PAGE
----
‘Beyond Suspect’: States Warn DeJoy-Led Postal Service Is Sending Misinformation About Voting to Millions of Americans
“Confusing voters about mail ballots in the middle of a pandemic is unacceptable.”
by Jake Johnson
Officials in Colorado, California, and Washington state on Friday were forced to publicly clarify local election procedures and guidelines after the U.S. Postal Service began sending out mailers containing potentially misleading information about the voting process to households across the country.
“This may have started off as a well-intentioned effort by USPS, but their refusal to listen to election experts combined with the recent postal slowdown in some parts of the country is beyond suspect.”
—Jena Griswold, Colorado secretary of state
In a series of tweets late Friday, Colorado Secretary of State Jena Griswold raised alarm about the USPS postcard, which includes a checklist advising voters to request mail-in ballots “at least 15 days before Election Day.”
“I just found out the USPS is sending this postcard to every household and PO Box in the nation. For states like Colorado where we send ballots to all voters, the information is not just confusing, it’s WRONG,” Griswold tweeted, posting a photo of the mailer. “Here in Colorado (and also in CA, DC, HI, NJ, NV, OR, UT, WA, and VT) voters don’t request ballots because a ballot is mailed to every registered voter. But the USPS is confusing our voters by telling them to request a ballot.”
Griswold, a Democrat, said Postmaster General Louis DeJoy “refused” when secretaries of state asked to review a draft of the postcard before it was sent to millions of U.S. voters.
“This may have started off as a well-intentioned effort by USPS, but their refusal to listen to election experts combined with the recent postal slowdown in some parts of the country is beyond suspect,” added Griswold, who said she is exploring legal action against the Postal Service. “Confusing voters about mail ballots in the middle of a pandemic is unacceptable. It can undermine confidence in the election and suppress votes. I will do everything in my power to stop USPS from sending misinformation to voters.”
Other state officials also took to Twitter and issued statements reminding residents of the mail-in voting process in response to the USPS postcard, which mentions that “rules and dates vary by state” before offering specific timelines on requesting and sending ballots—advice that could be helpful in some states but misleading in others.
“Appreciate the effort USPS, but this could be confusing for California,” tweeted California Chief Deputy Secretary of State James Schwab.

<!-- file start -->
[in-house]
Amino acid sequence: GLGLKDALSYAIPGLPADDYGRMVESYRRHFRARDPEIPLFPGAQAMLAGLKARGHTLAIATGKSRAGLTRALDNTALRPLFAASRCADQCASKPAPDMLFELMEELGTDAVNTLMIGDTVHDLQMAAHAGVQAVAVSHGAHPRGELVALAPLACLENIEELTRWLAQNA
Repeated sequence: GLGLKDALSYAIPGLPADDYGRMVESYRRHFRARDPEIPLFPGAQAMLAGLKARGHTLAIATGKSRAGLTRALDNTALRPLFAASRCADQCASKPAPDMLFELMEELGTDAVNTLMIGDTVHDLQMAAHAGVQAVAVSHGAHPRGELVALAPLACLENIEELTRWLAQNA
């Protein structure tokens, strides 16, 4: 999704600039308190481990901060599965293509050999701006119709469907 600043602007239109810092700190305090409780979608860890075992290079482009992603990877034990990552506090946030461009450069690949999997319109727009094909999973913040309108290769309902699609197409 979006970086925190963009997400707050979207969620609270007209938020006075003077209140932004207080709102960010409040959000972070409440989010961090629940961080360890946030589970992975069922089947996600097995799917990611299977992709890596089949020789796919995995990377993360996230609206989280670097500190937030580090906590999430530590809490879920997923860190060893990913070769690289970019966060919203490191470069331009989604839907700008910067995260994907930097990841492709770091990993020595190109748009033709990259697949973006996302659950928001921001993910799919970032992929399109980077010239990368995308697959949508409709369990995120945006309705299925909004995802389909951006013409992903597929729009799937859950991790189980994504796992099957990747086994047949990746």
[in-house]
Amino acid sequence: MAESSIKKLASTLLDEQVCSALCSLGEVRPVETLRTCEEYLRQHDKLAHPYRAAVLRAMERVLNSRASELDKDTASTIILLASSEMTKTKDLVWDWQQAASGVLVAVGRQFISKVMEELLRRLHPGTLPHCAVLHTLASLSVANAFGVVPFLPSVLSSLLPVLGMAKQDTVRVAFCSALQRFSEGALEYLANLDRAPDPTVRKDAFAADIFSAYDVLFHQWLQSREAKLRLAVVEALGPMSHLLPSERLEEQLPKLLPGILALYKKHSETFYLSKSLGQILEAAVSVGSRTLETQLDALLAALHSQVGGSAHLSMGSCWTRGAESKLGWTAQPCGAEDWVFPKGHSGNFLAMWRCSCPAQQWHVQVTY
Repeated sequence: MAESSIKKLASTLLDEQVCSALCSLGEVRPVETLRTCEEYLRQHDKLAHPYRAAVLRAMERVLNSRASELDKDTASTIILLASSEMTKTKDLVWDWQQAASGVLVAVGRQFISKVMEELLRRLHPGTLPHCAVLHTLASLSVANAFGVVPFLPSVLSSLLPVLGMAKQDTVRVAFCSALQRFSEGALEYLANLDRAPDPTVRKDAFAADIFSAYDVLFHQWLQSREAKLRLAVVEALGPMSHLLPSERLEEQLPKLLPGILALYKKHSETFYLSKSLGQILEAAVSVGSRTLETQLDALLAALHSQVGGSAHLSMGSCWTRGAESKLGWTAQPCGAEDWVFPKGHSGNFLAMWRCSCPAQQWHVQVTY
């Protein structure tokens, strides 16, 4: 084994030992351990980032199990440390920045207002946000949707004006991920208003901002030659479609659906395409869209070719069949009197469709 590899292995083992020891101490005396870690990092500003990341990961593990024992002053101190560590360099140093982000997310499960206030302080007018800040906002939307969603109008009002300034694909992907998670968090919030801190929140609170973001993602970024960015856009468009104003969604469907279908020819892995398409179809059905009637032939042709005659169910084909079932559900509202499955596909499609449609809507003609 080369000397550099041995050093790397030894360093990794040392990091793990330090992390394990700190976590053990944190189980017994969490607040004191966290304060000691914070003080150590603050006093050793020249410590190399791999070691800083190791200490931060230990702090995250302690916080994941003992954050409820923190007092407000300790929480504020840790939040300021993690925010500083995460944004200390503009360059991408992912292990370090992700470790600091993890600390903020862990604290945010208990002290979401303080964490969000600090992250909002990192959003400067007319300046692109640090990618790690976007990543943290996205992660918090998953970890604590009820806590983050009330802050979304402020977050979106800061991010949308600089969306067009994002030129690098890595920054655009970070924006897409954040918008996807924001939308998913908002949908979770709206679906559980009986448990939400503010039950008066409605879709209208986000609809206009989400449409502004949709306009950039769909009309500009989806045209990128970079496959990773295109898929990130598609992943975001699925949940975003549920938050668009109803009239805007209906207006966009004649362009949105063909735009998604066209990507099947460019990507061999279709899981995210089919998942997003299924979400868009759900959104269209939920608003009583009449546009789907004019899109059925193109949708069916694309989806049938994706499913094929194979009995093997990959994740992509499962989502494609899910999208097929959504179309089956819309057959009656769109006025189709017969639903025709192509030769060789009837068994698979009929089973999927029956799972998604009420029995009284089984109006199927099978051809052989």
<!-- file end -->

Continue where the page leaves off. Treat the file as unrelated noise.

In an attempt to prevent confusion, Janna Haynes, a Sacramento County elections spokesperson, released a statement reminding residents that “in California, you do not need to request an absentee ballot—all active and registered voters will be mailed a ballot beginning October 5.”
Washington state’s Republican Secretary of State Kim Wyman also put out a press release noting that “voters in Washington do not need to request a ballot, as ballots are automatically mailed to all registered voters at least 18 days prior to Election Day.”
“The Office of the Secretary of State and county election officials were not made aware this mailer would be sent to Washington residents, nor were we apprised of its content,” said Wyman, echoing Griswold’s account. “By the time we learned of the mailer and reached out to the postal service to inquire further, the mailers were already in the mail stream.”
The mailers were sent as part of broader election “advertising” effort that comes as DeJoy and other top Postal Service officials are facing accusations of deliberately undermining mail-in voting to help President Donald Trump win reelection. DeJoy, a Trump megadonor, imposed changes on USPS operations that resulted in dramatic mail slowdowns across the nation, sparking concerns about the timely delivery of mail-in ballots.
As the New York Times reported, the Postal Service is working to reassure voters and state officials that it is “prepared to handle an expected surge in voting by mail as a result of the pandemic.”
“The agency has reached out to political party and campaign officials in all 50 states and designated more than 400 ‘political and election mail coordinators,'” the Times noted. “And it has begun an advertising campaign, including a mailer to households across the country and a television spot. Mr. DeJoy is scheduled to meet next week with secretaries of state from across the country to offer guidance on voting-by-mail deadlines.”
“The Postal Service recently warned states that it might not be able to process all last-minute ballots,” the Times continued, “opening the possibility that hundreds of thousands could arrive too late to be counted.”licensed under a Creative Commons Attribution-Share Alike 3.0 License.